• The merchants are heartbroken that their economic base has been overcome.  (18:11-17a)
  • The sailors and others who transported goods in the fabulous economy mourn at the loss of their livelihood because the engine of the economy has been devastated.  (18:17b-19)
    Keep in mind that the poetic “justice” of this picture of mourning in 18:9-19 is not merely giving a picture of those persons who are affected by the fall of Babylon.  In fact these verses are describing the entrenched relationships among money, power, and sin that is rampant in the world at all times.  The fall of the human race has resulted in the perversion of those created things that potentially can bring glory to God.  Wealth can be used to relieve the plight of the poor.  Power can protect the vulnerable.  Sex can be integrated into a beautiful “one-flesh” relationship between and a man and a woman.  Worship of the true God can reinforce the love relationship between God and His people.  So, “Babylon” is a picture of humankind caught up in the perversion of the created order.  But the warning is clear:  “Come out of her...lest you take part in her sins, lest you share in her plagues…” (18:4b)  
    The ancient cities of empires that are now in ruin--the cities of Egypt, Nineveh, Babylon, Rome--were wealthy, powerful, and full of sin.  The true God was not worshiped in any of them (except for small, vulnerable minorities).  With the exception of the defeat of Babylon by the Medes and Persians, they did not fall in a single day, but nevertheless they all fell.  Other empires and other cities have risen and fallen all over the world.  This taunt of the Babylon of Revelation could be sung again and again throughout history.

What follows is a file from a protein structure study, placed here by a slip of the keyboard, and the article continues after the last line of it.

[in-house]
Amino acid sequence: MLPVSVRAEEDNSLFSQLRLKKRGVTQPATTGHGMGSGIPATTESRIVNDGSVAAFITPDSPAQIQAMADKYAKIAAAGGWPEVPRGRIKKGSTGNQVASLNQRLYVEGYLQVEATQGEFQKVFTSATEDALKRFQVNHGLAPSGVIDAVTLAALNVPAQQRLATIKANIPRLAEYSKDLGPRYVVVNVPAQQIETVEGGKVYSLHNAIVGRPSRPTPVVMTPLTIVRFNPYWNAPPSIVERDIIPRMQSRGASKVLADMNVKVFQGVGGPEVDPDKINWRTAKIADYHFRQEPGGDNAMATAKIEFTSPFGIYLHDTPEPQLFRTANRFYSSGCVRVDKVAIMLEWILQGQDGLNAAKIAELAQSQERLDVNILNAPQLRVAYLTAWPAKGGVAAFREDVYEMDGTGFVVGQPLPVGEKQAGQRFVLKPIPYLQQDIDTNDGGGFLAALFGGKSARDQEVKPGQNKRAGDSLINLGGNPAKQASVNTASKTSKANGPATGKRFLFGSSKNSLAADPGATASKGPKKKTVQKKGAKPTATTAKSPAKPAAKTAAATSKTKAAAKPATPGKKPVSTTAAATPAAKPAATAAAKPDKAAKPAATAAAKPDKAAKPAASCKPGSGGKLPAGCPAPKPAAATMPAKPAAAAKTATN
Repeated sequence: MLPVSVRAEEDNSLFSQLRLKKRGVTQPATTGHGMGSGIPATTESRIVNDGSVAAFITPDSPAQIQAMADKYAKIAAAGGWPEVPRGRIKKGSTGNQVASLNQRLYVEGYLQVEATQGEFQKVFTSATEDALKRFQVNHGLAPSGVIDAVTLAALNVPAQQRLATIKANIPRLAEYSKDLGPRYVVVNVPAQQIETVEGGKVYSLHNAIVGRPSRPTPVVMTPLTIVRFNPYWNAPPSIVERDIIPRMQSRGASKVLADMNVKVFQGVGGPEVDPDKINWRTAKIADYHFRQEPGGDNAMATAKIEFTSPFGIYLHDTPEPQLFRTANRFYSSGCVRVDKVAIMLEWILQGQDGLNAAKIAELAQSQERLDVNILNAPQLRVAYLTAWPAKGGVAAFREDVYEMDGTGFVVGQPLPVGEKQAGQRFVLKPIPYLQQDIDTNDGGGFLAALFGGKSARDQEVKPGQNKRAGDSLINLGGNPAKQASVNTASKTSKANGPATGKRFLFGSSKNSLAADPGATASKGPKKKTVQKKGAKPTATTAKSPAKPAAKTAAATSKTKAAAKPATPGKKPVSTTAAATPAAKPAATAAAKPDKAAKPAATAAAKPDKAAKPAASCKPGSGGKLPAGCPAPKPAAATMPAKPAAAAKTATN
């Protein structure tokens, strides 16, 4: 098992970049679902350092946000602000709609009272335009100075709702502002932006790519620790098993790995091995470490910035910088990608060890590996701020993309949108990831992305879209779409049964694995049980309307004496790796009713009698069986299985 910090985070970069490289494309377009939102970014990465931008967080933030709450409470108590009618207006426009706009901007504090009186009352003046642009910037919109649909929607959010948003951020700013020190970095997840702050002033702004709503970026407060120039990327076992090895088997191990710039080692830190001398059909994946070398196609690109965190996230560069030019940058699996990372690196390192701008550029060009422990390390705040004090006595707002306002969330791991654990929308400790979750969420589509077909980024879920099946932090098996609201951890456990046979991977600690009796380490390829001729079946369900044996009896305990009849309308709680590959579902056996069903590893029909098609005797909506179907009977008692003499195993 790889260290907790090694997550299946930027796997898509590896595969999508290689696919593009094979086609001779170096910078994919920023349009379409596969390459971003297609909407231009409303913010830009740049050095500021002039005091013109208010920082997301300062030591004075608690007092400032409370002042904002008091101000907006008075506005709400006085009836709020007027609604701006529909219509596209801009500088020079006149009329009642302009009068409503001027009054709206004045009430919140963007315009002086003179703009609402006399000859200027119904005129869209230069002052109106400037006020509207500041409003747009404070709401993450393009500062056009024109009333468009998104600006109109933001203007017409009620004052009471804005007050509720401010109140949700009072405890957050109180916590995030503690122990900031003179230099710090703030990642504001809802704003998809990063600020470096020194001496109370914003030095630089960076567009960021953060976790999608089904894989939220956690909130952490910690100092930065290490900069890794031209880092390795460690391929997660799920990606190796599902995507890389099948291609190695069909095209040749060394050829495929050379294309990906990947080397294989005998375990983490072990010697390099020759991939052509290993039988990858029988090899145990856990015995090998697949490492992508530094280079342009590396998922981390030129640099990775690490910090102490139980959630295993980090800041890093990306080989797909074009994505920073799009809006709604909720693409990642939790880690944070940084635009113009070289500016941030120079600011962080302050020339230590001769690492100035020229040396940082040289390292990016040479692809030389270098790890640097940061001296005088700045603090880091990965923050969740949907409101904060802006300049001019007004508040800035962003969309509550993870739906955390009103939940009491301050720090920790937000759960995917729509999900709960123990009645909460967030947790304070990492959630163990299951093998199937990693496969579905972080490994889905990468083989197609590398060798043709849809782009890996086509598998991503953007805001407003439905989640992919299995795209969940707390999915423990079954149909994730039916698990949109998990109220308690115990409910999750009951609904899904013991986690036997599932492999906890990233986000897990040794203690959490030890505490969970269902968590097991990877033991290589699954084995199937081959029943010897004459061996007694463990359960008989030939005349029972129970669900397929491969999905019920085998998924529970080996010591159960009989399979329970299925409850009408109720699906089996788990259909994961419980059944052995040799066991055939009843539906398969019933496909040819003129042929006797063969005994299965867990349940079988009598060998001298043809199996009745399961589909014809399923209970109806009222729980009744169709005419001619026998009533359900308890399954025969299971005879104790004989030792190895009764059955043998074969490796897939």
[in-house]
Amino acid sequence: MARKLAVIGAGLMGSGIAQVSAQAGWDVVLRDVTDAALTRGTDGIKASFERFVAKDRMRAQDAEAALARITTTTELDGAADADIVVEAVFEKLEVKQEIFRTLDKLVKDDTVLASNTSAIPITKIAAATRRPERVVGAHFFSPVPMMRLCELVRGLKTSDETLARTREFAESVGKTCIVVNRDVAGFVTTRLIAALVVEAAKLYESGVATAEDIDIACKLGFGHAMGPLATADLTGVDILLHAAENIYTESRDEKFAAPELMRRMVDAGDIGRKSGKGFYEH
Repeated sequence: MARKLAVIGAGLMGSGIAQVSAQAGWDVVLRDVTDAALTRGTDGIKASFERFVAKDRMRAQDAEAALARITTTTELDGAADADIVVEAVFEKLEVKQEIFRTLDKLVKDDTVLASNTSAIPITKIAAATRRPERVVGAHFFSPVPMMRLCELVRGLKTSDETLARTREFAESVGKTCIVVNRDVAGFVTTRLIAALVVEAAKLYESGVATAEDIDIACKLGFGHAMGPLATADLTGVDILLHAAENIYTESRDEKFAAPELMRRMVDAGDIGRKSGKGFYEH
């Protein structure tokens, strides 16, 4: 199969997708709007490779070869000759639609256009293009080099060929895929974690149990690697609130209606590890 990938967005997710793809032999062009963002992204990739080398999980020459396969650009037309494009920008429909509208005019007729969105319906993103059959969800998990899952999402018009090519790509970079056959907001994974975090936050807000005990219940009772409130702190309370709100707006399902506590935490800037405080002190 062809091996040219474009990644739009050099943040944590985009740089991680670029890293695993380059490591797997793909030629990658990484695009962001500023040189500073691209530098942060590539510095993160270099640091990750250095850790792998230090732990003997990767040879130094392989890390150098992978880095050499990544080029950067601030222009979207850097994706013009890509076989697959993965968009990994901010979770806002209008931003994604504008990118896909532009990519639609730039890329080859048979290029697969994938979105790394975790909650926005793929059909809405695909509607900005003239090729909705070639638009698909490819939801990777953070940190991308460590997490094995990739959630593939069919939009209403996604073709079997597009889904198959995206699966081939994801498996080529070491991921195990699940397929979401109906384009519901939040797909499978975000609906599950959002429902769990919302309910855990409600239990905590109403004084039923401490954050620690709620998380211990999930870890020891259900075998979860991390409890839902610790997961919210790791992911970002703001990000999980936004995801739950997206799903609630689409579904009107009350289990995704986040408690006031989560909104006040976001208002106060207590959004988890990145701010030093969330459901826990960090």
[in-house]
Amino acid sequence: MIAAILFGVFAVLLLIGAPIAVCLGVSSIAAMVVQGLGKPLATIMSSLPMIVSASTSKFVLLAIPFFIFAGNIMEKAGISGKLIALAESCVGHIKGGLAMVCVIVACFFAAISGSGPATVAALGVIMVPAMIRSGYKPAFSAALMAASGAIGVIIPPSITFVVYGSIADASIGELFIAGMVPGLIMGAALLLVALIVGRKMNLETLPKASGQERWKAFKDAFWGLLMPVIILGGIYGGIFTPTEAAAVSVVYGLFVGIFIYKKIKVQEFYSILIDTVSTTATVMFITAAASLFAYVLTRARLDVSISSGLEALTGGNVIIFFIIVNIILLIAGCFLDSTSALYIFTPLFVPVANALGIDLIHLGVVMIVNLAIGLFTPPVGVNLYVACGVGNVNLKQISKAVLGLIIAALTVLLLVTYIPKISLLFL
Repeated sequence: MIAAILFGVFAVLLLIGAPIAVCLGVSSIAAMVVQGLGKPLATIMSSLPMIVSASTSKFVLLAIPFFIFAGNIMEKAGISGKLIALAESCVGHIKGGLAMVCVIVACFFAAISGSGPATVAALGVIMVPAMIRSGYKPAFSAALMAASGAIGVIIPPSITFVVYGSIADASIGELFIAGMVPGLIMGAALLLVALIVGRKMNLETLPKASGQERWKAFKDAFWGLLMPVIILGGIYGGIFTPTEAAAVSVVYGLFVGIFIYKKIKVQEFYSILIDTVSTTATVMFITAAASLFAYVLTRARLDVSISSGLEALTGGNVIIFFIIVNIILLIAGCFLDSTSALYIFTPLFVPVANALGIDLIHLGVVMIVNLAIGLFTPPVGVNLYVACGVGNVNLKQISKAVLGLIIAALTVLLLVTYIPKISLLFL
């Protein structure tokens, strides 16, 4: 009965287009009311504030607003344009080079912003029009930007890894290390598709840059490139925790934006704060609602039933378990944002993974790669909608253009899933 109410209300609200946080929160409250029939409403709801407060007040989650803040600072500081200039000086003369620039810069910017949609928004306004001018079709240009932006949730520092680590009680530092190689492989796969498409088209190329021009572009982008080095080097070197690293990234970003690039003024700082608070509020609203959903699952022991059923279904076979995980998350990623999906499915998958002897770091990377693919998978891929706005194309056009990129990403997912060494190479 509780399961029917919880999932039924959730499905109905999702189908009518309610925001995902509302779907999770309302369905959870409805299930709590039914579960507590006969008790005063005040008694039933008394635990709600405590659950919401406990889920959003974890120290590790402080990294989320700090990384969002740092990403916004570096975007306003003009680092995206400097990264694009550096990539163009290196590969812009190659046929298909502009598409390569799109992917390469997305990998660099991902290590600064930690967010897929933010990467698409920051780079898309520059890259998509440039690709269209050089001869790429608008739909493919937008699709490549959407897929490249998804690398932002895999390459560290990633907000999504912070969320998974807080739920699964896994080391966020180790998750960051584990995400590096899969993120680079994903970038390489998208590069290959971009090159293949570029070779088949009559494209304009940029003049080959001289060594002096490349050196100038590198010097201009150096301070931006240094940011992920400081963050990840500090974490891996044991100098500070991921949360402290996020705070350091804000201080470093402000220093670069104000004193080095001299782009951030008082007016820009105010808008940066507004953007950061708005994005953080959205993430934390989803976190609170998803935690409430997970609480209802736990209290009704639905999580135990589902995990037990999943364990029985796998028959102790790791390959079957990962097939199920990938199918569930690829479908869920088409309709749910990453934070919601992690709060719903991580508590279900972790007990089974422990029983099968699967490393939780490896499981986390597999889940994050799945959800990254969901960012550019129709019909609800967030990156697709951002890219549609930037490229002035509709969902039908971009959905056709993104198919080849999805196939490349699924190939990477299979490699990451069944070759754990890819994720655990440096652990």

However, in the context of Revelation, there is an “eschatological Babylon” that will rise and fall in the last days.  It is possible that it will not be a single city, but rather a complex world economic and political empire.  It will be held together by money, power, and “sex.”  The “sex” part will include definitely, I think, illicit sex, but it will also include the Biblical equivalent of fornication, which is a perversion of religion.  Rather than worship of the true God, this Babylon will promote false worship, including worship of the Beast.  Thus, money, power, and deception will be a heady mixture that fill people’s hearts with lust for more and more.  

    At the same time, there will be the party-poopers.  The last-day witnesses to truth will warn the frothy civilization that it is a train wreck waiting to happen.  The reaction of Babylon is persecution unto death of the saints to such a degree that she and her partners will be drunk on their blood. (17:6)  So, the followers of the Lamb are encouraged to enjoy her destruction.  (18:20) 

    Another mighty angel comes on the scene to give a vivid picture of the takedown of Babylon:  like a huge millstone thrown into the sea, Babylon will experience an horrific, violent end.  (18:21)  The outcome is silence and darkness.  In dramatic poetic terms, the doom of Babylon is described.  A doom that ends the sounds of music, construction, and manufacturing.  A doom that shuts off the lights and cancels weddings.  The economy has collapsed, an economy that was deeply integrated with Babylonian “sorcery.”  (18:22-23a)